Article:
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Q+A: Are odd couple Turkey and Israel breaking up?

ANKARA (Reuters) - A raid by Israeli marines on a Gaza-bound aid convoy has plunged already crumbling ties between Israel and its Muslim ally Turkey to an historic low, with the ruling AK party saying relations will never be the same.

Lebanese leftists and Palestinians carry a giant Turkish flag during a protest against Israel's interception of aid ships sailing to the Gaza strip in front of the United Nations headquarters in Beirut, May 31, 2010. REUTERS/Sharif karim

The killing of more than 10 activists on a Turkish vessel stirred protests in Istanbul. A senior Israeli officer said most of the dead were Turks. Prime Minister Tayyip Erdogan called the raid “state terrorism.”

Ankara has canceled joint military exercises, recalled its ambassador to Israel and called for an emergency meeting of the U.N. Security Council.

Below are some questions and answers on how the raid can affect Turkey-Israel ties.


Israel and Turkey have a long and close military alliance and economic relationship. Bilateral trade reached $2.5 billion in 2009, with Turkey buying military hardware from the Jewish state. Analysts say their relationship, though complex, offers too many advantages to both countries to be forsaken easily.

Turkish and Israeli officials have in the past said they will remain allies as long as their interests are aligned. The two countries share intelligence on common security threats such as al Qaeda. However, since Erdogan’s Islamist-leaning AK Party took office in 2002 relations have been strained, notably as Turkey deepened ties with fellow Muslim countries, including Iran and Syria.

With Turkey’s prospects for joining the European Union growing more elusive, some analysts have wondered whether Turkey was turning East instead of West under Erdogan.

Huseyin Celik, an AK Party spokesman, said: “Our relations with Israel will never be the same.”


Turkey has warned of possible “irreversible consequences in our relations.” With public anger seething, Erdogan is likely to take a harsh line against Israel.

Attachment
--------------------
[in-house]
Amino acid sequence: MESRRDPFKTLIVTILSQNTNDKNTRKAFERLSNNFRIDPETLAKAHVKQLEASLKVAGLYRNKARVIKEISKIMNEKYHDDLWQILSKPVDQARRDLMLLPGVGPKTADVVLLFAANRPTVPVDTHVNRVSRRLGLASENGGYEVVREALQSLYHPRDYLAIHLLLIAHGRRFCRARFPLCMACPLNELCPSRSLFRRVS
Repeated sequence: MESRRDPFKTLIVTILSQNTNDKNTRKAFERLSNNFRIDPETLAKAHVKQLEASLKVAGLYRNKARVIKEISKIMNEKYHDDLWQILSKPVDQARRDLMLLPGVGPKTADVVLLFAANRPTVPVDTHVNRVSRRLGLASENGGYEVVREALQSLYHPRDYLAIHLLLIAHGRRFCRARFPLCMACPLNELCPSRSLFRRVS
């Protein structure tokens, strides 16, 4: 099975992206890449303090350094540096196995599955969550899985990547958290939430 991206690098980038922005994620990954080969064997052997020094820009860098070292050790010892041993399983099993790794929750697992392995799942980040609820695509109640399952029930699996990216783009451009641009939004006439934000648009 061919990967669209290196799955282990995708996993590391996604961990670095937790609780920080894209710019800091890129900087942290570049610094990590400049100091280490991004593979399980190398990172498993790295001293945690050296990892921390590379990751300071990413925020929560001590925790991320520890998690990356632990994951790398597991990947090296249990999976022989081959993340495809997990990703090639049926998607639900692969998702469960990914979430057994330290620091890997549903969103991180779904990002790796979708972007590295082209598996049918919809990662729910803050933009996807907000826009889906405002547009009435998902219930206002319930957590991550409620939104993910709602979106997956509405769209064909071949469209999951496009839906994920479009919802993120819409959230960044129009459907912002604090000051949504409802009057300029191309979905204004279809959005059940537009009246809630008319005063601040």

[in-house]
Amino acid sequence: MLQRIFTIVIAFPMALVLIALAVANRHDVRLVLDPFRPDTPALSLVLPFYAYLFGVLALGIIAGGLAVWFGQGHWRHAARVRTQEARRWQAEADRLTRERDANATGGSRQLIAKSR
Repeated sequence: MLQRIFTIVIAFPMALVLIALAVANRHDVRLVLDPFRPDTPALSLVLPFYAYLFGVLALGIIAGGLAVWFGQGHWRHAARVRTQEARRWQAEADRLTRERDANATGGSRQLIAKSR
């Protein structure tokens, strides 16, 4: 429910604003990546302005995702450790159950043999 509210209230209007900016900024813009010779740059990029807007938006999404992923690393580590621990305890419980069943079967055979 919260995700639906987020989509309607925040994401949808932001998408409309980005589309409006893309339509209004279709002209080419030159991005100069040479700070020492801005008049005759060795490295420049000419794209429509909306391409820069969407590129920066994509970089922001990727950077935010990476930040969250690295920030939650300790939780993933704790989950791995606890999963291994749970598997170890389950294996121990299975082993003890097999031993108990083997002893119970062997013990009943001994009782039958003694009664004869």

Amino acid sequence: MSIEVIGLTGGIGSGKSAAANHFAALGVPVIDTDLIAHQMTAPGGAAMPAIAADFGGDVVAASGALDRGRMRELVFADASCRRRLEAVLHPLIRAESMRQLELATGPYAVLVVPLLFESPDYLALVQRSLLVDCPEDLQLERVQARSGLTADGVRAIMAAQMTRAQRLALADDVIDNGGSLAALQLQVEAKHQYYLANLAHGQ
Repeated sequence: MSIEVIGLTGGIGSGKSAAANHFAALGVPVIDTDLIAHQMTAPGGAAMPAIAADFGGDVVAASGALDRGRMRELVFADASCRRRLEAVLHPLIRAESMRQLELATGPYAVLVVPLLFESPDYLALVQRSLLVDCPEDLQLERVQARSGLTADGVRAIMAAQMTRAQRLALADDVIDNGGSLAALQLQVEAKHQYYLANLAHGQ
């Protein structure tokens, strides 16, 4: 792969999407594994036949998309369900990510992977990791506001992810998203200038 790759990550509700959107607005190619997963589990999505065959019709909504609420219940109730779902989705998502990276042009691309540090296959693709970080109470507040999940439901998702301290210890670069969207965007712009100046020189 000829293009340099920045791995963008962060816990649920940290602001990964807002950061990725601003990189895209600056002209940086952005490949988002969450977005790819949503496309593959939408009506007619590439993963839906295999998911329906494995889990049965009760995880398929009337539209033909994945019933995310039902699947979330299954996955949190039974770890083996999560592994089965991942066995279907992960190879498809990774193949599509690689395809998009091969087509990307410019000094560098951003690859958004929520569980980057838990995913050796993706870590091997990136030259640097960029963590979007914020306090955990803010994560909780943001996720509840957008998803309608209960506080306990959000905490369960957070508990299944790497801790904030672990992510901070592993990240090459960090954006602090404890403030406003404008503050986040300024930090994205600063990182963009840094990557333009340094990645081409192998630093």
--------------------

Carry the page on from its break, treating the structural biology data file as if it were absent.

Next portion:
Erdogan became a hero across the Islamic world for publicly criticizing Israeli policy toward Palestinians. With an election due by July next year, and opinion polls showing high unemployment has dented support, a strong stand against Israel could go down well with voters.

Foreign Minister Ahmet Davutoglu, who has called Israel’s raid an “act of piracy,” traveled to New York, where non-permanent member Turkey will seek during a U.N. Security Council meeting later Monday to gather international condemnation against Israel.

Deputy Prime Minister Bulent Arinc said Turkey will seek international legal action against Israel as the raid took place in international waters.


The alliance between Turkey and Israel, two regional military heavyweights, has been a boon to U.S. diplomacy in the Middle East. Any breakdown would complicate the equation.

The United States has long sought Turkey’s soft power as a secular, democratic Muslim state to counter Islamist militancy in the region. U.S. President Barack Obama, who needs Turkey’s support from Iraq to Afghanistan, must balance backing for Israel with understanding for an angry Turkey, a NATO member.

Turkey has been a major player in Arab-Israeli peacemaking and mediated indirect talks between Syria and Israel. The talks were suspended after an Israeli incursion into Palestinian-run Gaza in January 2009, and prospects for renewing those talks seem dim.

While welcoming Turkish mediation with Syria, Washington has clashed with Turkey over how to tackle the Islamist Hamas, which controls the Gaza Strip. Washington wants to isolate Hamas, while Ankara feels the Islamist group should not be excluded.


Analysts say ties deteriorated sharply after Israel’s Gaza offensive, which Erdogan called a crime against humanity and prompted Turkey to bar Israel from participating in a NATO military exercise. Erdogan further alienated Israel by hosting Iran’s President Mahmoud Ahmadinejad, and referring to him as a “good friend.” Israel was angered by Turkey’s attempts to mediate in Tehran’s nuclear dispute with the West, arguing such steps undermined international efforts to isolate Tehran. Analysts have also said anti-Semitism in Turkey is on the rise after the war in Gaza.

Additional reporting by David Cutler, London Editorial Reference Unit